October 11, 2023 at 9:45 a.m.
"A Killer Comedy" to Debut at WILLow LeaVes of Hope Friday
A mystery within a mystery waits to be solved as “A Killer Comedy” by local playwright Jason Bowser opens this Friday for a two-weekend run at WILLow LeaVes of Hope, located at 326 Jackson St. in downtown Hope.
Directed by Bowser and produced and co-directed by Naomi Fleetwood-Pyle, this original murder mystery is presented by Actors’ Studio Onstage (formerly Actors' Studio of Hope) in collaboration with WILLow LeaVes of Hope with doors opening at 5:30 p.m., dinner at 6 p.m. and the show beginning at 7 p.m. Friday.
When it came to writing this murderous comedy, Bowser says taking a new angle and offering a different spin were essential.
After all, writing the same thing every time not only gets monotonous, but predictable.
Well, this time, Bowser certainly two-stepped to the outside the proverbial box.
“A Killer Comedy” is the story of a cast of actors under the direction of a pompous, womanizing narcissist in his mid-40s named Preston McShane. Each of the characters bring their own issues into the fold and the result is the equivalent of oil and water.
Now, add some inflated egos, a pinch of unrealistic expectation, competing agendas, and a dash of narcissism and you have the perfect environment for things to go awry.
In this case, the result is murder – on two fronts.
“It is essentially a murder mystery within a murder mystery,” Bowser says.
Bowser’s McShane character may hold a lofty view of himself, but it is OK because, after all, he is an artist (pronounced Art-TEEEST, per McShane). However, his grandiosity and inflated sense of self only serve as fuel for the volatile relationship that builds betwixt he and the fictional play's cast.
“It is just the combustible situation among all these people who don’t get along in the first place,” Bowser says. “As it builds, you will see why people may have it out for my particular character as the show goes on. I am the stereotype of what people would detest in Hollywood.”
The challenges of writing a play in this style weren’t confined to the script – but encompassed the set, as well.
Set designer Falicia Whited describes the pretext for the set design as unconventional and challenging at best. Not only will the audience see the traditional set, but they will also get a glimpse into the innerworkings of what goes on behind the scenes.
Removing the mystique of the backstage offered Whited the opportunity to stretch her creative muscles.
Whited pulled in props from previous Actors’ Studio Onstage productions – which many WILLow LeaVes dinner-theatre fans will recognize – to fill the fictional backstage area.
“It has a lot of visual cues for the actors, as well as for the audience,” Whited says. “It was like a little puzzle I had to put together and it was a lot of fun to figure out.”
Tossing her set design hat aside, Whited also appears in the production as Josie – an up-and-coming actress who will do whatever it takes to be a star. And, she’s one of McShane’s many female companions competing for his affections -- and a role.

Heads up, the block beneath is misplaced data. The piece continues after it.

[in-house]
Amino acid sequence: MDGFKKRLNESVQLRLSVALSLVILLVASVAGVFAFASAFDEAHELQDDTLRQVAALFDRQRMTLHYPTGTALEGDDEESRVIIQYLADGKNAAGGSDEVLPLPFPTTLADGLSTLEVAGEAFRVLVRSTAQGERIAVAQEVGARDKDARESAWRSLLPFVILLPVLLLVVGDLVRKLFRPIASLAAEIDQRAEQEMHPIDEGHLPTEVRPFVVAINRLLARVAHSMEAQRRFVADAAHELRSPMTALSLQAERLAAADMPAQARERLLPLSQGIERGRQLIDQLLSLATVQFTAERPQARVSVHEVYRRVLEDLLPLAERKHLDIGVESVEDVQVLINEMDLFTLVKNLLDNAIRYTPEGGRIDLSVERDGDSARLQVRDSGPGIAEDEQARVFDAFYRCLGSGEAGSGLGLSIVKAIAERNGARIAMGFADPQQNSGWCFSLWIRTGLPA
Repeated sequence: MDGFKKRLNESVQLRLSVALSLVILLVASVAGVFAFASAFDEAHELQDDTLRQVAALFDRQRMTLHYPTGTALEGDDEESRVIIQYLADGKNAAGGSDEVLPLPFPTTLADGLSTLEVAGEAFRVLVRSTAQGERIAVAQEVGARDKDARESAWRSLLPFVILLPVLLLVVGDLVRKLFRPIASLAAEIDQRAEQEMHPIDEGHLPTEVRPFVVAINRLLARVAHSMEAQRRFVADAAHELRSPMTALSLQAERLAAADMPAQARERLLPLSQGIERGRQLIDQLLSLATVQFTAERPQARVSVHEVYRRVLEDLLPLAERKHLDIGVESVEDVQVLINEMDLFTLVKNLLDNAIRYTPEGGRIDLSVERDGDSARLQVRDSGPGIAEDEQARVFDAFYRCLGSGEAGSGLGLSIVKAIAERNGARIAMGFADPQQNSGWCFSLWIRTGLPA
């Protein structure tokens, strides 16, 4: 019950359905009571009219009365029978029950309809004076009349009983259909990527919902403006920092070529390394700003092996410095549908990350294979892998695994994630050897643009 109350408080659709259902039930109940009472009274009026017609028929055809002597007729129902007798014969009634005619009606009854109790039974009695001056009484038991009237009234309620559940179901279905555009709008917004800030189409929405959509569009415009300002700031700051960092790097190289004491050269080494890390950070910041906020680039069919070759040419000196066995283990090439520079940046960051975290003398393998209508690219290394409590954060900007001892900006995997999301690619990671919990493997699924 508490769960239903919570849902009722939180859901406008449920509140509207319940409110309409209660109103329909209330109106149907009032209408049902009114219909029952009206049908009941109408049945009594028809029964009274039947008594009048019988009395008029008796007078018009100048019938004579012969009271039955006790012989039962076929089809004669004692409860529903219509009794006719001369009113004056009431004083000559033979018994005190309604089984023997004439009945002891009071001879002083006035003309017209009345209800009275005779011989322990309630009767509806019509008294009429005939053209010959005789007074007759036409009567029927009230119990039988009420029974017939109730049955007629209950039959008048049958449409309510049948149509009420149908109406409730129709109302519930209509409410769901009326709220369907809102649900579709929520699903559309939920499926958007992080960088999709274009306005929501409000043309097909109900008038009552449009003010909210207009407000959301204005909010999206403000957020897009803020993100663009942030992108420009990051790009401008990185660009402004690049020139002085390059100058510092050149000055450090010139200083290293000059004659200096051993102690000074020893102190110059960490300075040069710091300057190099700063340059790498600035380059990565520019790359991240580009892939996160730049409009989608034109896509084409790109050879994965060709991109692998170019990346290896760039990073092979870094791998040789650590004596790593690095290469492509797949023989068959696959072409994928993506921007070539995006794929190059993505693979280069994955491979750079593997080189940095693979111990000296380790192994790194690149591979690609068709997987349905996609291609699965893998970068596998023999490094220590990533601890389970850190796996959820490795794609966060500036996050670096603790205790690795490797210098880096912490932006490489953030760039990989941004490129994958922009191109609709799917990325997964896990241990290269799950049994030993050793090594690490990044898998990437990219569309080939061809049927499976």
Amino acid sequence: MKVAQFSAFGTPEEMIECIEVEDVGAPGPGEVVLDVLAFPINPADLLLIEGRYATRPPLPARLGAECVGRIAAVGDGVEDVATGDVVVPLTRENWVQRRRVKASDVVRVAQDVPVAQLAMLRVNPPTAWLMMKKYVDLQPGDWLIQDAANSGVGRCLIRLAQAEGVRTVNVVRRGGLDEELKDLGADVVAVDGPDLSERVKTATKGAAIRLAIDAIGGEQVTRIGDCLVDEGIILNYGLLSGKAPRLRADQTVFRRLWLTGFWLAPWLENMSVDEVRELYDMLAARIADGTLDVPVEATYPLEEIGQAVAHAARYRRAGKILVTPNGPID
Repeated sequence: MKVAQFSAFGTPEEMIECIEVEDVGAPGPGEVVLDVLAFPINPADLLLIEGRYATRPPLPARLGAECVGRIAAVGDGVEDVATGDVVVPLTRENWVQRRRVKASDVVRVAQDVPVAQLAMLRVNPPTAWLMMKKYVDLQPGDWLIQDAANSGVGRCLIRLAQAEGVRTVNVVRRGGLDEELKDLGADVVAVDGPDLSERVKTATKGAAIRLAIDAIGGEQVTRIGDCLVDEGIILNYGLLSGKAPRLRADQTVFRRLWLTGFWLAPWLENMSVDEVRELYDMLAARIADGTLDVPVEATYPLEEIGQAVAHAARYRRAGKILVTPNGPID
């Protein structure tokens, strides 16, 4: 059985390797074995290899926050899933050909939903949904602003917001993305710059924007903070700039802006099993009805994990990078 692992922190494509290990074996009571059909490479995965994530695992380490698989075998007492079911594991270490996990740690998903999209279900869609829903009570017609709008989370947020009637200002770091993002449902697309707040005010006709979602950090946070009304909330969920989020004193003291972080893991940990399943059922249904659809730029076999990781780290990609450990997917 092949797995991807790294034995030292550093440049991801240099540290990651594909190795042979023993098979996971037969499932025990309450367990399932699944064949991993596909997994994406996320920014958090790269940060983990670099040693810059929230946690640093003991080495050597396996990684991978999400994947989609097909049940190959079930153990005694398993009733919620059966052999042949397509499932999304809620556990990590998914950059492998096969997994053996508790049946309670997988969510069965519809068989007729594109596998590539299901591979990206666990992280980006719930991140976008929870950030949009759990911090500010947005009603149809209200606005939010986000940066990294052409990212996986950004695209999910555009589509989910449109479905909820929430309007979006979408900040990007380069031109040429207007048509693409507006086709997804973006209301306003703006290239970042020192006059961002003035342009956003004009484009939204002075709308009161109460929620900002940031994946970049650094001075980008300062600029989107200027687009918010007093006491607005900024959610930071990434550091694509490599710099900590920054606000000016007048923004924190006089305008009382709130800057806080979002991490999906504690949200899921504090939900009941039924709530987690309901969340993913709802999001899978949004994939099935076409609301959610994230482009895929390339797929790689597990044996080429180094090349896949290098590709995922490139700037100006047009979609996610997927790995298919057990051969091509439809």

She's an opportunist with a hint of narcissistic tendencies, Whited says.
In a nutshell, Josie’s approach to achieve her ideal of stardom means to schmooze, study and conquer.
“It means you get in good with the director, producer and people in power and then you try to take over their positions,” Whited explains. “And, if you have to schmooze, kiss up or kiss on someone to get it, that is what you do.”
Veteran actress Naomi Fleetwood-Pyle also returns to the stage with dual roles as producer of the fictional play and grandma, Lola. And, there are also her attempts to keep McShane between the guardrails – a challenge all unto itself.
“He and I have a little ongoing battle throughout the play because he changes the play’s script three weeks before the opening,” Pyle says. “We are all upset because we have to learn all new lines; plus he’s messing around with the other women and I’m yelling at him because he’s always acting like the boss.”
Adopting two characters at once and continually pivoting between the dual roles has presented unique challenges and opportunities for growth among the production’s cast of seven.
“It’s been very layered and fast-moving,” Whited says.
Though writing a mystery within a mystery was a new foray into the traditional take of a who-done-it, Bowser says the end result is parody.
“It is a satire about those actors who take themselves too seriously,” Bowser says. “In the end, we are just performers. We don’t take ourselves seriously.”
Similar to his past productions, Bowser says his hopes for this play remain the same as always. “A Killer Comedy” is intended as a break from the day-to-day, a chance to escape for a couple of hours.
“As fractured as we are in real life, it is nice to come together and just enjoy ourselves with a bunch of different people,” Bowser says.
Whited echoes Bowser’s sentiment as she says she hopes those who attend the show truly enjoy it.
“I just want them to have a good time,” she says. “I want it to be a collaborative effort where they sit back and enjoy watching us enjoy doing it and enjoy it with us. The reason I give so much time and effort to these shows is because it does give people an escape. It is a form of entertainment and community connection.”
What: “A Killer Comedy” presented by Actors’ Studio on Stage and WILLow LeaVes of Hope
When: 7 p.m. October 13, 14 and 20 (Doors open at 5:30 p.m.; Dinner at 6 p.m.); Matinee at 2 p.m. October 15 and 22 (Doors open at 12:30 p.m.; Lunch at 1 p.m.).
Where: WILLow LeaVes of Hope, 326 Jackson St. downtown Hope.
Cost: $35 per person, includes meal, dessert, drink and show.
** For reservations or more information call 812-341-7251.